Tuesday, April 22, 2014

Modern Medicine May Not Be Doing Your Microbiome Any Favors

I subscribe to NPR's Fresh Air podcast, and an episode came up recently that really rang all of my bells.

Since autism invaded our life, I've been doing an insane amount of research. Much of what I've learned has pointed back to gut flora, and how crucial it is that we have healthy and diverse good bacteria in our guts.

Just for a very basic introduction, we all have good bacteria and bad bacteria in our guts (known collectively as our microbiome). Many things affect what bacteria is in our guts and which of those strains thrive inside us, including our mother's gut flora, how we were born, whether we were breastfed and for how long, our diet, our hormones, and the medicines we take. Unfortunately, the bad bacteria is stronger and more aggressive than the good stuff, so it tends to take over easily.

So much of Terry's interview with Martin Blaser, author of Missing Microbes: How the Overuse of Antibiotics Is Fueling Our Modern Plagues (affiliate link), reinforced what I'd already learned about the gut. I was blown away, though, when he started talking about how babies born via c-section had different (and poorer) gut flora, because they don't get exposed to the good bacteria that other babies get when they pass through the birth canal. He said his wife is researching something that I've only every heard extreme hippies talk about, which is the importance of, in a c-section birth, swabbing the mother and transferring that good bacteria to the baby manually. I was just so excited to hear that a real scientist is studying it! If you are pregnant or ever hope to be pregnant, you really don't want to miss this interview!

My one critique of this interview is that he doesn't mention diet as a factor in our gut health. As a doctor who is an expert on the human microbiome, I have to assume that he is aware of this, but his focus for this book and interview was limited.

Regardless, another interview from NPR, this time on Science Friday, makes a good companion piece to the Blaser interview. If you are interested in learning more about how diet affects your microbiome, I'd highly recommend reading or listening to this interview with Michael Pollan about his new book, Cooked: A Natural History of Transformation (affiliate link). I heard this interview several months ago and it has really stuck with me.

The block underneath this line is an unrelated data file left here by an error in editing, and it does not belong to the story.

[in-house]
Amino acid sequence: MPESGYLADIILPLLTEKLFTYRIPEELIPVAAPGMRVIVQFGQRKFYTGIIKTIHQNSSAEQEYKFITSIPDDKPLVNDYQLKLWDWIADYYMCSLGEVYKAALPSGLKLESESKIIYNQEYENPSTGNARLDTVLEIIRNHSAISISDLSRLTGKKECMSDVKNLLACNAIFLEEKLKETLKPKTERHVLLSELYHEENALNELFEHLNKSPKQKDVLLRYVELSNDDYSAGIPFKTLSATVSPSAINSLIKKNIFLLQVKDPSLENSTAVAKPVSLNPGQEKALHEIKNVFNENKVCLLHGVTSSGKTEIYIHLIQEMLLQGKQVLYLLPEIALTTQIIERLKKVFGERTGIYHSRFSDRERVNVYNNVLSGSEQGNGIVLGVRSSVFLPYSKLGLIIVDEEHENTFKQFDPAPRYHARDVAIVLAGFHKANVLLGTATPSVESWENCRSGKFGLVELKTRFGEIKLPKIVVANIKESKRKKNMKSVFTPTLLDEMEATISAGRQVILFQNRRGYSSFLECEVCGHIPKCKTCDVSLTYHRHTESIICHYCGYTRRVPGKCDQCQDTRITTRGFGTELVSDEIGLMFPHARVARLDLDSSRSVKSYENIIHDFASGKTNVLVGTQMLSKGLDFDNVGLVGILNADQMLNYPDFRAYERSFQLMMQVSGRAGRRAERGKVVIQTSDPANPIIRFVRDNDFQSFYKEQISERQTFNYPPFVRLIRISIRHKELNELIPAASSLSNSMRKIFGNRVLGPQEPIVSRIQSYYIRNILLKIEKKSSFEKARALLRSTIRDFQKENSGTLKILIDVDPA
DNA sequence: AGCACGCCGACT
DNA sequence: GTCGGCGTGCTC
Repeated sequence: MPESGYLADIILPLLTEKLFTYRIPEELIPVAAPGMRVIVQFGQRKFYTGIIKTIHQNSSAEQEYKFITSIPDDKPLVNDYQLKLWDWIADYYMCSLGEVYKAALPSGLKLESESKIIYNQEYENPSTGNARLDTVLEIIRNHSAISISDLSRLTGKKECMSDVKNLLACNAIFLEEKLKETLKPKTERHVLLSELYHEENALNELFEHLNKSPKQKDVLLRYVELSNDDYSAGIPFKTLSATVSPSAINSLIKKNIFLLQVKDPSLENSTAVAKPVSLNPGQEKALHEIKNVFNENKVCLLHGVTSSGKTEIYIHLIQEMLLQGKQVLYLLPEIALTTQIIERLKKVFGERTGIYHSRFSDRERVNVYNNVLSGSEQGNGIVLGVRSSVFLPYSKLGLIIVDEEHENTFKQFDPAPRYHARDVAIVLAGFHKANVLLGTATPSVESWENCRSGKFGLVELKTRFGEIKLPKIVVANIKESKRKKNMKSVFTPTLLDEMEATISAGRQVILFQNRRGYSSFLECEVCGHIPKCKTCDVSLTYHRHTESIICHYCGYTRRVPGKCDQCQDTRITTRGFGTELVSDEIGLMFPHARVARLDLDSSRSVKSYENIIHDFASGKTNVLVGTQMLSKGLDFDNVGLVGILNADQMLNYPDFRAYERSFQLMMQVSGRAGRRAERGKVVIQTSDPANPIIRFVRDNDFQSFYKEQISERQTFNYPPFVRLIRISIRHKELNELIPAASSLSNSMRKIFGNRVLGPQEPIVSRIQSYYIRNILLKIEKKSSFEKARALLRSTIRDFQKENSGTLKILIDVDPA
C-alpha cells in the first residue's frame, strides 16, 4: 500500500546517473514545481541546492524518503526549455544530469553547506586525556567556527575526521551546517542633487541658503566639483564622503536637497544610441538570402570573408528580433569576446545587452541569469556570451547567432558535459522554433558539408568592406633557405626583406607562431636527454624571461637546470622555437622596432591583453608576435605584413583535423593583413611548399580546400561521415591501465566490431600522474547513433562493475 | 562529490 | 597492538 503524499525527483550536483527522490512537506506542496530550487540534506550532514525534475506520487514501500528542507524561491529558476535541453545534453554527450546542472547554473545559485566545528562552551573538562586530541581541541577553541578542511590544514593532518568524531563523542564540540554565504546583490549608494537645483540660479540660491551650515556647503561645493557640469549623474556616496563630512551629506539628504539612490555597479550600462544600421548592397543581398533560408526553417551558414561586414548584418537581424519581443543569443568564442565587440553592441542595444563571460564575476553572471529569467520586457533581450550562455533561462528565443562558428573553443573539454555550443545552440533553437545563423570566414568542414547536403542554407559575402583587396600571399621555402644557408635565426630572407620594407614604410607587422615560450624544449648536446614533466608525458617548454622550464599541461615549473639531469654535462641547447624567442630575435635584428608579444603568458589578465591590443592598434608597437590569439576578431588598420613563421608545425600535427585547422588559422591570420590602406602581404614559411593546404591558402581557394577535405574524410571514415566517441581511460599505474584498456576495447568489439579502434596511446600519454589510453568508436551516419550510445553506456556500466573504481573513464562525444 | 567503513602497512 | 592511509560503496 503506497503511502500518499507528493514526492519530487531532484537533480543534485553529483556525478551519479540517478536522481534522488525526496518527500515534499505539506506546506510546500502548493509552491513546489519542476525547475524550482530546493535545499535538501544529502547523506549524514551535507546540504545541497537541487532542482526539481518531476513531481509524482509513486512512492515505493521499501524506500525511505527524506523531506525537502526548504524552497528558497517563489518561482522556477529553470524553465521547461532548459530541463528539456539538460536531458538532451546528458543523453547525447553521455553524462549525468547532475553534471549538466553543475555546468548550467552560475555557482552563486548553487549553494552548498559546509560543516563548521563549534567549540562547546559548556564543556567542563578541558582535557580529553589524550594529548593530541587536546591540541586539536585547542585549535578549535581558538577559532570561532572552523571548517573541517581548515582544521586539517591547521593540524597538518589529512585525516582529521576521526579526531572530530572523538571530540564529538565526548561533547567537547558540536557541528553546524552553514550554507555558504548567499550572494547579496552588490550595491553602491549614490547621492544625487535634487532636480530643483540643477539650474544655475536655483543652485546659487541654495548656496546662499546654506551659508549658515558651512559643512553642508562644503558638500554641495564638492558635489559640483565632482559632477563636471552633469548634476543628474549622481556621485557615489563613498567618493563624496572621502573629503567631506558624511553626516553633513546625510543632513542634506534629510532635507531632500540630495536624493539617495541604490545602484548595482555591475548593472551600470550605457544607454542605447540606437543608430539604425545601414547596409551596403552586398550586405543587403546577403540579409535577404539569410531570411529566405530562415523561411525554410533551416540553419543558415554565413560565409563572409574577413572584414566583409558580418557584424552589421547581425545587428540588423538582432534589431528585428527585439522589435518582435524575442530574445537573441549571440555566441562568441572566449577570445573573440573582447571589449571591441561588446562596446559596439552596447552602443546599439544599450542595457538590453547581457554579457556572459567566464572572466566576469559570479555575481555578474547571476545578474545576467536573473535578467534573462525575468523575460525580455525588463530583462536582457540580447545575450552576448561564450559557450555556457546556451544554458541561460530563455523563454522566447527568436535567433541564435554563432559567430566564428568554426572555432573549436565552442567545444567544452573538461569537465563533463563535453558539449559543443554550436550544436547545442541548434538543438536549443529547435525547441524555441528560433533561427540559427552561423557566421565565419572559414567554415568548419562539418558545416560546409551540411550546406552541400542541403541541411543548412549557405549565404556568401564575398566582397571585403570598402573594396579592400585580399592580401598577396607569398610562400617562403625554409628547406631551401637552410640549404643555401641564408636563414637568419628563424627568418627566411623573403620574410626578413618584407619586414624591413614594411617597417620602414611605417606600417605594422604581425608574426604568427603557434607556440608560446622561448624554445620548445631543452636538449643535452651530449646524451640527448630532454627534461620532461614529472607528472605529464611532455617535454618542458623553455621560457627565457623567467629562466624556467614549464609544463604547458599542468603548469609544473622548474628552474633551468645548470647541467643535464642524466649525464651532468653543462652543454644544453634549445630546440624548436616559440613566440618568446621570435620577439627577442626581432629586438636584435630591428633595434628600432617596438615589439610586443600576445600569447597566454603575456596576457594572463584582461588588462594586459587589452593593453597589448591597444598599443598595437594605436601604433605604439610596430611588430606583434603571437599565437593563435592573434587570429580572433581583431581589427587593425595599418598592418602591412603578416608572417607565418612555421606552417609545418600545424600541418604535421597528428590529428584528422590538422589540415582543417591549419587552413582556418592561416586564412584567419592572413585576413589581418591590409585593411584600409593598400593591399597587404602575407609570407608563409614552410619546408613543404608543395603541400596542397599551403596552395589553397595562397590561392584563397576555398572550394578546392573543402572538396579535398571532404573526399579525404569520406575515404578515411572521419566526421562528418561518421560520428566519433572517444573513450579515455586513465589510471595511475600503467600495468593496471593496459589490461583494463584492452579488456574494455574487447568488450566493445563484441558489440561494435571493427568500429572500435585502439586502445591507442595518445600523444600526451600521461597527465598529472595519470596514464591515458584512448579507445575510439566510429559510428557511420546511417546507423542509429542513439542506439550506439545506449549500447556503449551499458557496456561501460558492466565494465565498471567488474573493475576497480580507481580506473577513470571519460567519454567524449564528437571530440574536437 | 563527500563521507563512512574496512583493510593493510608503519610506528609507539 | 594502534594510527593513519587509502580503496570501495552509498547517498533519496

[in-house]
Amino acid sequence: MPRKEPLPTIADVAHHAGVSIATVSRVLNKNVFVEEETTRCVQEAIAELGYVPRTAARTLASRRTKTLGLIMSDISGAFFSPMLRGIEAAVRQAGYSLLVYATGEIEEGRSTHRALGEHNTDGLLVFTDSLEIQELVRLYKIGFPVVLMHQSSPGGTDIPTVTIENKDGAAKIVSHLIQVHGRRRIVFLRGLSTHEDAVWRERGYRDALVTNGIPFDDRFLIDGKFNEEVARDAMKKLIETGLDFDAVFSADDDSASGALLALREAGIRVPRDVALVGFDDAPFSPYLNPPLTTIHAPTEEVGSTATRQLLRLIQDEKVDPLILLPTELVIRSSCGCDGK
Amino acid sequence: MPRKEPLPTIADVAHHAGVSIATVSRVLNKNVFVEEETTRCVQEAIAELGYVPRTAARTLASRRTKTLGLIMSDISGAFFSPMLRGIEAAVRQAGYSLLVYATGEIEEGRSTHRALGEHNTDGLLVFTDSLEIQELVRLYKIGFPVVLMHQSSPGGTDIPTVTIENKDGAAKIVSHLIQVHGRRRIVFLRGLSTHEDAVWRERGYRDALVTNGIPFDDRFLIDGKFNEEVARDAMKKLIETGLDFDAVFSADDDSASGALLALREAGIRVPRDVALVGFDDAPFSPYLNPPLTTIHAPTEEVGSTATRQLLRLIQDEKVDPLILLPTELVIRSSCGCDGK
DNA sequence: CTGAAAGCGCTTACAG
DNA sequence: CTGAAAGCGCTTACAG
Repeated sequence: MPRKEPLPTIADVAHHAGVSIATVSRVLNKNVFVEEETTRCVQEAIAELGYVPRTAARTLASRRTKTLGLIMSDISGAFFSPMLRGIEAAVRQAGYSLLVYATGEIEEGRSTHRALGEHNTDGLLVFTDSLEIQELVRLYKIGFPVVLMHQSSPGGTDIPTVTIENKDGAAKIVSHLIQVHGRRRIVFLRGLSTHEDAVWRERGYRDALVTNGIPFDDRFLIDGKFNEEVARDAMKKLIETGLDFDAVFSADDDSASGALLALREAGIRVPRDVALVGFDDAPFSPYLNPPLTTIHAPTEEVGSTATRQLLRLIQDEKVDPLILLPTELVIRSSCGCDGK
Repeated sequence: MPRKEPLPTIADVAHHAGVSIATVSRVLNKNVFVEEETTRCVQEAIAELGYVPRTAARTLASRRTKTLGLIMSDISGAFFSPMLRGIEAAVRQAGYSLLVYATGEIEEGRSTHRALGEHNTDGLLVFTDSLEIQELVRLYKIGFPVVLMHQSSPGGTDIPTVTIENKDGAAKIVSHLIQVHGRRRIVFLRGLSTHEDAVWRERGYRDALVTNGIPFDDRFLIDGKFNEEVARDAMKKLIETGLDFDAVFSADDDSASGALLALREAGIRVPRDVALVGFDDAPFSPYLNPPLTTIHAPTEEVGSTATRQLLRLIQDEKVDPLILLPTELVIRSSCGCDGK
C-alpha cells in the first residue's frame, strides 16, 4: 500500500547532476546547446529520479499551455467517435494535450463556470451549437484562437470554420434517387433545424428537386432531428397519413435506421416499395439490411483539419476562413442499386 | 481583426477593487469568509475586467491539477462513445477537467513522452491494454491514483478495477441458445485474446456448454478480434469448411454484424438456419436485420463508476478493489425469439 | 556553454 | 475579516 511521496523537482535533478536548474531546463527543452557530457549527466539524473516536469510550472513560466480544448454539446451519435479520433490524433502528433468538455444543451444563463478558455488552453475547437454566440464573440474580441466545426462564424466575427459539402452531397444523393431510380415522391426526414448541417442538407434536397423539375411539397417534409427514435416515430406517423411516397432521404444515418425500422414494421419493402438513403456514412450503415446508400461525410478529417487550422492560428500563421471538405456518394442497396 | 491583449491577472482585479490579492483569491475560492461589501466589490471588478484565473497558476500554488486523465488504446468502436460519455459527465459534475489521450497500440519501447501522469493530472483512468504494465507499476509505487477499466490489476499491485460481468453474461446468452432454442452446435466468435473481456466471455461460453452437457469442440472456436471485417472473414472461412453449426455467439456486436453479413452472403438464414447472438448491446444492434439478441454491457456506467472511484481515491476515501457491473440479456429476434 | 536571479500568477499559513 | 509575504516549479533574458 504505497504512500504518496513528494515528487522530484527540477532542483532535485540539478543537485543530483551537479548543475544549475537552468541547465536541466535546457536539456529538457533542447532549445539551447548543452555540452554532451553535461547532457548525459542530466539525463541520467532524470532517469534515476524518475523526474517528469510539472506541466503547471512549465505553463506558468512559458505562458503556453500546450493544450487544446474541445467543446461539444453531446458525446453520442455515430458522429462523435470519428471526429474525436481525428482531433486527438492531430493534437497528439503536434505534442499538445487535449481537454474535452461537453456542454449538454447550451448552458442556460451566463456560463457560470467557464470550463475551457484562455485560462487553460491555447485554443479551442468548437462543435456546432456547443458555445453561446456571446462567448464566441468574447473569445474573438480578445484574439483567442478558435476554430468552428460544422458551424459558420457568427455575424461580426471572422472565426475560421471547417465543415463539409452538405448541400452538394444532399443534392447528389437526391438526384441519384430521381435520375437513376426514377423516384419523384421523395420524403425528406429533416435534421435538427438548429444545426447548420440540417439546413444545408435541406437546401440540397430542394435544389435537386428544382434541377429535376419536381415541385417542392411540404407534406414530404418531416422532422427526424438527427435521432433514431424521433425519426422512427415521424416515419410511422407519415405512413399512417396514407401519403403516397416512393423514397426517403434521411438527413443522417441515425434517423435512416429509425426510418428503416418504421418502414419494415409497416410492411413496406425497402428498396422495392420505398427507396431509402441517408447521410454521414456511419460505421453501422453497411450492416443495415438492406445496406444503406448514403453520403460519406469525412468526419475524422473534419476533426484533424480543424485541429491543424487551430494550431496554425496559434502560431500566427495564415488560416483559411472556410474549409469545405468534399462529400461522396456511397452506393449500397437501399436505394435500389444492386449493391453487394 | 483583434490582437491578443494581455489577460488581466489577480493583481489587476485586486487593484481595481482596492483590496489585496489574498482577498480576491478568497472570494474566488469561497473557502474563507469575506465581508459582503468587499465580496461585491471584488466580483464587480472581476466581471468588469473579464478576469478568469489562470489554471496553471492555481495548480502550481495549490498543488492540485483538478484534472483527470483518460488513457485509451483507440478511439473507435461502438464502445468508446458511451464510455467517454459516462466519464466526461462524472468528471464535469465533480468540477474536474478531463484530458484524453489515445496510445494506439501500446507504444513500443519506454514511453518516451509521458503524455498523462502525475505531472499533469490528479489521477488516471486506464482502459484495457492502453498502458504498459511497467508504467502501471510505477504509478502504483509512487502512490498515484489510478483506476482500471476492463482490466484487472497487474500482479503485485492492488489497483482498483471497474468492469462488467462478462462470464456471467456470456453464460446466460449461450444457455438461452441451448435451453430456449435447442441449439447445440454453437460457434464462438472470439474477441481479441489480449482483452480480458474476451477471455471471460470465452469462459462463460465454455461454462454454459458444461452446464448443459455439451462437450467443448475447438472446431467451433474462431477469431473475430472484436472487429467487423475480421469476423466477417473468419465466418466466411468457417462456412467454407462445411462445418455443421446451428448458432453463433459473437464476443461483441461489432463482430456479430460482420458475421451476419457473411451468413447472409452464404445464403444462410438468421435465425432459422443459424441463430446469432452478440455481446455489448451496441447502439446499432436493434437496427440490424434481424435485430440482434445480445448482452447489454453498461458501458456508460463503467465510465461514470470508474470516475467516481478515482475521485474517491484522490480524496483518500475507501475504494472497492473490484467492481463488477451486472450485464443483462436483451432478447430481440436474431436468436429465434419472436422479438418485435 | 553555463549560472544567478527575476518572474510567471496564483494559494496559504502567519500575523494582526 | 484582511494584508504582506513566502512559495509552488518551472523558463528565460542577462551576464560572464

I'm so encouraged by the things that we are learning about the gut microbiome and its importance for health. I'm so eager for this information to make its way through the medical community and through the population at large. There is so much that needs to change about the average American (or any developed country, really) lifestyle if we are going to be healthy people and have healthy children and grandchildren.

If you are interested in a really beautifully made and easy-to-understand introduction to all of this, then you may enjoy this video below. I've watched it probably a dozen times now, and I still enjoy it every time.

1 comment:

  1. Thanks for this, Stacy. Facebook is definitely a struggle for me as well. I had intended/hoped to pull back for Lent, but couldn't withdraw completely as you did because I had committed to do social media promos for Pick Your Portion for the whole month of April while the editor is on maternity leave. I tried to cut way back, but eventually found myself sucked right back in :/ For me it's not so much the covetousness or pride (though those are certainly there, I'm sure) but the time-suck factor.

    This post was a needed, helpful push to DO something instead of passively, lazily acknowledging "yeah it's a problem" but ignoring the problem. Instead of logging off altogether, at this point I've opted for extreme pruning. I ended up going through my news feed and clicking "unfollow" for a vast majority of my friends list. I realized: why am I spending so much time thinking about the lives of people who would not even be IN my life at ALL if not for Facebook? I didn't unfriend--if those people find my posts edifying, great; plus I would love to still be *able* to be in touch with them--but I pared my news feed down to only the people with whom I interact in real life, or else am close enough to that we would still be in touch still (if nothing else than sending Christmas cards) if FB didn't exist. Plus a few exceptions of course ;)

    It was hard, and I don't love it as a solution--I wish FB still had the "only show important updates" option, because I'd love to hear news of weddings or engagements or new babies and what have you. It was hard to feel like I was cutting people out of my life--but I tried to be ruthless, reminding myself that every "no" to a good thing is a yes to a better thing. I'm hopeful that this will help me just by way of there being significantly less to look at on my news feed = no reason to check so frequently or spend so long scrolling.

    I did also take the app off my phone a while back. We don't use much data anyway, but I was checking it more than I needed to when on wi-fi.

    Anyway...glad I can keep up with your lovely pics/lovely heart and life on instagram.